These essays by some of the most distinguished historians and literary scholars in the English-speaking world explore the overlap, interplay, and interaction between supposedly truthful history and fact-based fiction in British writing from the Tudor period to the Enlightenment. Despite the many theoretical questions posed, the discussions primarily focus on concrete works, including those of Thomas More, John Foxe, Thomas Hobbes, Adam Smith, and Edward Gibbon.


1. Introduction
Donald Kelley and David Harris Sacks

2. Example and Truth: Deggory Wheare and the Ars Historica
J. H. M. Salmon

3. Truth, Lies and Fiction in Sixteenth-Century Protestant Historiography
Patrick Collinson

4. Thomas More and the English Renaissance: History and Fiction in Utopia
Joseph Levine

5. Ancestral and Antiquarian: Little Crosby and Early Modern Historical Culture
Daniel Woolf

6. Murder in Faversham: Holinshed’s Impertinent History
Richard Helgerson

7. Foul, His Wife, the Mayor, and Foul’s Mare: Anecdote in Tudor Historiography
Annabel Patterson

8. Thomas Hobbes’ Machiavellian Moments
David Wooton

9. The Background of Hobbes’ Behemoth
Fritz Levy

10. Leviathan, Mythic History, and Natural Historiography
Patricia Springborg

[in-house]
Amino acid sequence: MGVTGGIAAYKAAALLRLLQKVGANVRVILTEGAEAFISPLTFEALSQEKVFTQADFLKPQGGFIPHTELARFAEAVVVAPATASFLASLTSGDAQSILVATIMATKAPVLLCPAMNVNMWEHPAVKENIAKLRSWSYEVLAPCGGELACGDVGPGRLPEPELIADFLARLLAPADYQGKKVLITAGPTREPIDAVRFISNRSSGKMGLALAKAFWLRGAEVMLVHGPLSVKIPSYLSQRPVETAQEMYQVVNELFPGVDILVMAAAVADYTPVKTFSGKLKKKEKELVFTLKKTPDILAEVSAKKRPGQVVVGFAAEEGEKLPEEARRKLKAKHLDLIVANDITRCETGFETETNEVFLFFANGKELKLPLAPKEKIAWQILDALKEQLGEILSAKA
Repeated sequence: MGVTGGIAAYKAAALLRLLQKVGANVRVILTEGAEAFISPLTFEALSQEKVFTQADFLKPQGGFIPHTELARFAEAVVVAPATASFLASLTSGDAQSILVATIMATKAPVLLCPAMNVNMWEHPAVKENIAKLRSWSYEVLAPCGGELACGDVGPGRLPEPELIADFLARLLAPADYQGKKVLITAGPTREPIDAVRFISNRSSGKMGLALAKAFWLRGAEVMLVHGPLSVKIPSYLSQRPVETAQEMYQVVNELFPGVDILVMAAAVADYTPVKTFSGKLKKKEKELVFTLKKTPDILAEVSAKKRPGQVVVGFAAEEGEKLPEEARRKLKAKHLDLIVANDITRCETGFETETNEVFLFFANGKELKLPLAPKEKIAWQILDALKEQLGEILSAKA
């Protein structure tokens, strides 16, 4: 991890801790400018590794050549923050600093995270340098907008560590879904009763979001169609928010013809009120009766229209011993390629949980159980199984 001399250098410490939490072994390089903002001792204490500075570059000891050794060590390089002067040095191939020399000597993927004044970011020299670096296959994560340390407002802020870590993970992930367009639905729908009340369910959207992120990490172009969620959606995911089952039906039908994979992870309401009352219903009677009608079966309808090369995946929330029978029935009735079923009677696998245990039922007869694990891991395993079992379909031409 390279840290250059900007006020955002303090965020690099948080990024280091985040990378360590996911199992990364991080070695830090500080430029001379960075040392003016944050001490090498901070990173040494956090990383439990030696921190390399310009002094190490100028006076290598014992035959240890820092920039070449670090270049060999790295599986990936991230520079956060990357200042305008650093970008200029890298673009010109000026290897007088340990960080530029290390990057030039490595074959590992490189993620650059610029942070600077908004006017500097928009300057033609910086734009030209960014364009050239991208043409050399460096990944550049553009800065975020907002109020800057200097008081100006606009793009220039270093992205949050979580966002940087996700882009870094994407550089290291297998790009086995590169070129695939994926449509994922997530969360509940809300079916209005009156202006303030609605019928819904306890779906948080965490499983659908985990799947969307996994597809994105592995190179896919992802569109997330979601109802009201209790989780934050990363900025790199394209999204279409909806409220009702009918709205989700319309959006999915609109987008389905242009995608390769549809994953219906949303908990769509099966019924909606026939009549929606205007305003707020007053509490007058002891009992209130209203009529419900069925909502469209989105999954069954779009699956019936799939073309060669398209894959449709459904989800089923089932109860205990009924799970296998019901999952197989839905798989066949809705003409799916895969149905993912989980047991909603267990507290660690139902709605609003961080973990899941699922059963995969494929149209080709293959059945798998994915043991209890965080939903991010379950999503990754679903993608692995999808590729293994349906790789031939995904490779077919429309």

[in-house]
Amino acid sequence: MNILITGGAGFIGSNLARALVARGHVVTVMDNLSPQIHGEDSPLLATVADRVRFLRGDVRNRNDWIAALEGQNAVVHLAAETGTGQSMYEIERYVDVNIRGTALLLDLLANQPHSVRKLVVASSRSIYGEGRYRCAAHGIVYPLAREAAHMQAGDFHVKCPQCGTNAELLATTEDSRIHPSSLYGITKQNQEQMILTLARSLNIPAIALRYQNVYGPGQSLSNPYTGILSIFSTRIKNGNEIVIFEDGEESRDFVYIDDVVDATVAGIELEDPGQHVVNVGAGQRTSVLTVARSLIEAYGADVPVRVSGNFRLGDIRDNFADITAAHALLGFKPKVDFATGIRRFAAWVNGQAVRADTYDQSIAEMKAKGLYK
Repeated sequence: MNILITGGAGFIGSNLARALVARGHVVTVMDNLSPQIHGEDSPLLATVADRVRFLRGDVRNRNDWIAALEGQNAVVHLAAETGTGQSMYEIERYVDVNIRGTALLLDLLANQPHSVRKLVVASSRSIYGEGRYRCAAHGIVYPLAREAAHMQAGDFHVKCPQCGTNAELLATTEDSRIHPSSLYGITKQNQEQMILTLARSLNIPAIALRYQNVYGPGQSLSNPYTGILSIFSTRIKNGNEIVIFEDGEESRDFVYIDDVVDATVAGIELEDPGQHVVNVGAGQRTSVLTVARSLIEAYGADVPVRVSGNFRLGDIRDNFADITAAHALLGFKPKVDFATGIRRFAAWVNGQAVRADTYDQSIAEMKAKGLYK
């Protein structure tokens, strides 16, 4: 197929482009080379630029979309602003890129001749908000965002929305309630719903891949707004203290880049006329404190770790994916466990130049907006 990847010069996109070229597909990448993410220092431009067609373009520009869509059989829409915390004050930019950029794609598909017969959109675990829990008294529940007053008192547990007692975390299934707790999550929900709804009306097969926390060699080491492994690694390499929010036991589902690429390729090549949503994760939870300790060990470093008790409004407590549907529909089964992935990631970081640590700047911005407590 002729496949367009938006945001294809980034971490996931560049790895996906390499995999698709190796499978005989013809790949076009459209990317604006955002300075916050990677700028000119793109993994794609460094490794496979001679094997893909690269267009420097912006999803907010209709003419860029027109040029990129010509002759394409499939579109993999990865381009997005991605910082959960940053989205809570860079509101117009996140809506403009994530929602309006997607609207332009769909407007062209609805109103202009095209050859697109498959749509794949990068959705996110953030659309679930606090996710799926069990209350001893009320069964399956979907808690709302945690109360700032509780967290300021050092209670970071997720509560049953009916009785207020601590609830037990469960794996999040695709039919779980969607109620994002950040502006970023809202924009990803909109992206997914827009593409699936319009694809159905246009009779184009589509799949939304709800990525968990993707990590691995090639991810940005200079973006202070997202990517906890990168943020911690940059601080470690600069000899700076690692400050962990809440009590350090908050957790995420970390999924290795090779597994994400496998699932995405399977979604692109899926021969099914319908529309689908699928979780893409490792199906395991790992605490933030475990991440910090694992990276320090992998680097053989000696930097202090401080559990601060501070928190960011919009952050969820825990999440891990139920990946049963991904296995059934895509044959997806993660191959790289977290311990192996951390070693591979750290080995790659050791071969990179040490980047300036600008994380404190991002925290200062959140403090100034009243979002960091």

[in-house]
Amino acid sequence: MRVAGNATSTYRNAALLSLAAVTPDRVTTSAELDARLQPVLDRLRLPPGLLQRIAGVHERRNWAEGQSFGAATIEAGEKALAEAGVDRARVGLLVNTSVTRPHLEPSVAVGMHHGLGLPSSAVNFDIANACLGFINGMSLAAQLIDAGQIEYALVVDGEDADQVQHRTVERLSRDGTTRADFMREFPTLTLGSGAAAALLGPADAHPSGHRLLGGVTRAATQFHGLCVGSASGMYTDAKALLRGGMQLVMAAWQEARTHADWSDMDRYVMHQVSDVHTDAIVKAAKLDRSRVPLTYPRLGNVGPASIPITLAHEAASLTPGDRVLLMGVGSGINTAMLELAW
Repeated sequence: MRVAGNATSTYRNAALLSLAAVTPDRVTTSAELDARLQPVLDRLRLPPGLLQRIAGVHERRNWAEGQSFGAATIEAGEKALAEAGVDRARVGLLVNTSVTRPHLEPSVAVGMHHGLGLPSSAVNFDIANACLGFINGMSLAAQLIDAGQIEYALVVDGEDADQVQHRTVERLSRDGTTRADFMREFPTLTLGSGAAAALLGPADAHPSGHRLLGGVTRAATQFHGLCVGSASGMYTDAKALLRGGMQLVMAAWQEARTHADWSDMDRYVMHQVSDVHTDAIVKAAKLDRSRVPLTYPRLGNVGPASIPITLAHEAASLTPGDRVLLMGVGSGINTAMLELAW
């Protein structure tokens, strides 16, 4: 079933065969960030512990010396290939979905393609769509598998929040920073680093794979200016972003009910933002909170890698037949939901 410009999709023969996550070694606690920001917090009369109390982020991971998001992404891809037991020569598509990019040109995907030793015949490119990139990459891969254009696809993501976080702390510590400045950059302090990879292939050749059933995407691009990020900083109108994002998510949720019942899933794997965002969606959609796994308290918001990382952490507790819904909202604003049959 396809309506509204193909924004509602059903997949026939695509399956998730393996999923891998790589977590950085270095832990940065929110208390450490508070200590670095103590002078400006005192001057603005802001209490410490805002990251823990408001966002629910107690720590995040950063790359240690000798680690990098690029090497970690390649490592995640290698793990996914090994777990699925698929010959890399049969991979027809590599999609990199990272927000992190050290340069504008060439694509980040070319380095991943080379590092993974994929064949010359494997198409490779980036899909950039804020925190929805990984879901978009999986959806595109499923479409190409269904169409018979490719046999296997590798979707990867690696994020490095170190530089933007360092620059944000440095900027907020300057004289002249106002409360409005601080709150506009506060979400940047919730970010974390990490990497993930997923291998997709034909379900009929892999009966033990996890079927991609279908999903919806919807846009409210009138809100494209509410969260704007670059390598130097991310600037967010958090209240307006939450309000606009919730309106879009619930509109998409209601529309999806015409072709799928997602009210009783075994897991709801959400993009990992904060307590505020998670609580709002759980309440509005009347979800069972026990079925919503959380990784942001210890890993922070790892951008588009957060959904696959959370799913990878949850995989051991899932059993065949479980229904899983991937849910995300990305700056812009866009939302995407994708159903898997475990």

11. Adam Smith and the History of Private Life
Mark Phillips

12. Protesting Fiction, Constructing History
Paul Hunter

13. Contemplative Heroes and Gibbon’s Historical Imagination
Patricia Craddock

14. Experience, Truth, and Natural History in Early English Gardening Books
Rebecca Bushnell


“The essays in The Historical Imagination in every instance bring to light elements of authorship that are worth pondering. Inherited notions are successfully challenged.… the remarkable thing about the inception of this project: the singular good sense of bringing together a group of eminent writers to reassess criteria and conventions, particularly of historical authority, in a time of historiographical revolution. The editors are to be commended.”—William Rockett, 16th Century Journal

“In this intelligent, engaging, and timely essay collection from the disciplines of both history and English, editors Donald R. Kelley and David Harris Sacks have compiled compelling pictures of the various relationships that exist between the fields of history and fiction in early modern Britain. In its detailed attention to the various representations of truth within imaginative writing, the collection represents a significant addition to the ever-growing study of early modern British culture, one that should be of great aid to scholars in the field and their students for some time.”—Gregory J. Underwood, History

“This collection contains much that is new and even surprising, which makes it a welcome addition to the literature on the early modern historical imagination.”—Timothy Lang, American Historical Review